It's a lot of give and take. We don't have to pretend we don't need our men every once in a while. It's OK to be vulnerable. Men and women are meant to complement one another — not to be equal or to over-power. The genders are meant to balance each other out. There's nothing wrong with it.

I am all for being a proud woman and having confidence in what I say and do. I believe in myself as a powerful female and human being. However, I don't believe that being a female entitles me to put down men and claim to be the “dominant" gender. There is no “dominant" gender. There's just men and women. Women and men. We coincide with each other, that's that.

Time to embrace it.

Cover Image Credit: chrisjohnbeckett / Flickr

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Past Legal And Modern Social Apartheid

An opinion piece on past legal Apartheid in South Africa and how it is socially reflected in the United States.

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When stepping inside of a solitary cell at Constitutional Hill in Johannesburg, I felt a tightness in my chest and wanted to leave that small space immediately; imagining a Black South African who broke the pass laws during Apartheid being in there is beyond disturbing. Due to laws such as the Native (Urban) Areas Act No 21 of 1923, the Bantu/Native Building Workers Act of 1951, and the Bantu Homelands Citizens Act of 1970, Black South Africans during Apartheid were extremely limited in where they could live, detrimentally affecting their economic and employment opportunities. When touring the former Constitutional Hill prison, the guide told us that, when Black South Africans were caught without passes permitting their stay in Joburg for the day and/or night, they spent 5 days in prison, along with murderers and others who committed serious crimes. If caught multiple times breaking these pass laws, they would spend 5 years in this prison. Most of those who violated these pass laws were unemployed or sought better employment in Joburg; this is understandable, as a person has a better chance of having a job by being there physically. When thinking further about the lack of opportunity they suffered from due to the aforementioned laws creating this effect, this legal repercussion becomes further and further disturbing. Additionally, this also directly led to the creation of "White" and "Black" areas, where Whites lived in areas of better opportunity (ex. cities, suburbia), and Blacks were subjected to living in poverty and townships where there was limited economic and employment opportunities.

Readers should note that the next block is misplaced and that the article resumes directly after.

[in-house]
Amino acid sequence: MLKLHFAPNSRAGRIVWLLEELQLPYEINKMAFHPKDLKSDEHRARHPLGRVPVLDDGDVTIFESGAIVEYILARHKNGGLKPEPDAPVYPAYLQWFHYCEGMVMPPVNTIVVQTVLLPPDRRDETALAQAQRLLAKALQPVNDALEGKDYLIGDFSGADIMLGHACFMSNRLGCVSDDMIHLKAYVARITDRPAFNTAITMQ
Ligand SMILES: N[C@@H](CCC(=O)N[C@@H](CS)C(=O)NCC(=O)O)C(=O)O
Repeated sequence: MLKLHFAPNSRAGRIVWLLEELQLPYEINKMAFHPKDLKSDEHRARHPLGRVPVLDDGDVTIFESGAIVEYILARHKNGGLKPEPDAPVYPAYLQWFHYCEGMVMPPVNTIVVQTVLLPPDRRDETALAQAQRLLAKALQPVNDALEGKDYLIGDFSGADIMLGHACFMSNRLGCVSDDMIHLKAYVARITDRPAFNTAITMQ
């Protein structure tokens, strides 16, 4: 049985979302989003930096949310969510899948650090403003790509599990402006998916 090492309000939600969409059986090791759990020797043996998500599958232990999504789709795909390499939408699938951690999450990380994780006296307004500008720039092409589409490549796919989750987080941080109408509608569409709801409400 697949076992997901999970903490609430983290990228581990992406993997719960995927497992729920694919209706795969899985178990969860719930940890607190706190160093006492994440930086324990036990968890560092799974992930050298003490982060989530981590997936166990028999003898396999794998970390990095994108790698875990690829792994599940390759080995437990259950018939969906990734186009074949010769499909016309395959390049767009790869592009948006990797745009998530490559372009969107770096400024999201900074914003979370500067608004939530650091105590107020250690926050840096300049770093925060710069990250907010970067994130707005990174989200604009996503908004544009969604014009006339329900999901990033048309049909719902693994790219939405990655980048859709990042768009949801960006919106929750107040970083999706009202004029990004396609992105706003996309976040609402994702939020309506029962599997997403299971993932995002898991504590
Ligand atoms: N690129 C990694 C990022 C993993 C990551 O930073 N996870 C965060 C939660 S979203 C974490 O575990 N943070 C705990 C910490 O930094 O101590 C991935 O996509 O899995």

This lack of opportunity is echoed in the U.S. when looking at socially designated "White" and "Black" areas. Trayvon Martin was murdered by George Zimmerman essentially because he thought Martin "was not where he belonged", which was in a nice suburban area. As a person of color myself, I have been stared at in museums, followed in stores, and once at 12 years old kicked out of a shop (I did not do anything wrong), because I "stuck out". In this way, society told me (and violently told Martin) that we don't belong in those areas, that we "belong" in ghettos or prison; the racial demographics of populations in U.S. prisons will support me here. Therefore, by society socially designating where people "belong", not only do they bind themselves in their own ignorance, but also prevent people of color from sharing the same access to plentiful life and economic opportunity.

References

Native (Urban) Areas Act No 21 of 1923: Prevented Black South Africans from leaving designated area without a pass. The ruling National Party saw this as keeping Whites "safe" while using Blacks for cheap labor.

Bantu/Native Building Workers Act of 1951: Allowed Black South Africans to enter the building industry as artisans and laborers. Restricted to "Native" areas. Prevented competition between Whites, Coloureds, and Blacks. Could not work outside a designated area unless given special permission.

Bantu Homelands Citizens Act of 1970: All Black South Africans would lose their South African citizenship/nationality over time. Would not be able to work in "South Africa" due to being aliens. Black South Africans would have to work inside their own areas and could only work in urban areas if they had special permission from the Minister.


South African History Online. "Apartheid Legislation 1850s-1970s." South African History Online, South African History Online, 11 Apr. 2016, www.sahistory.org.za/article/apartheid-legislation....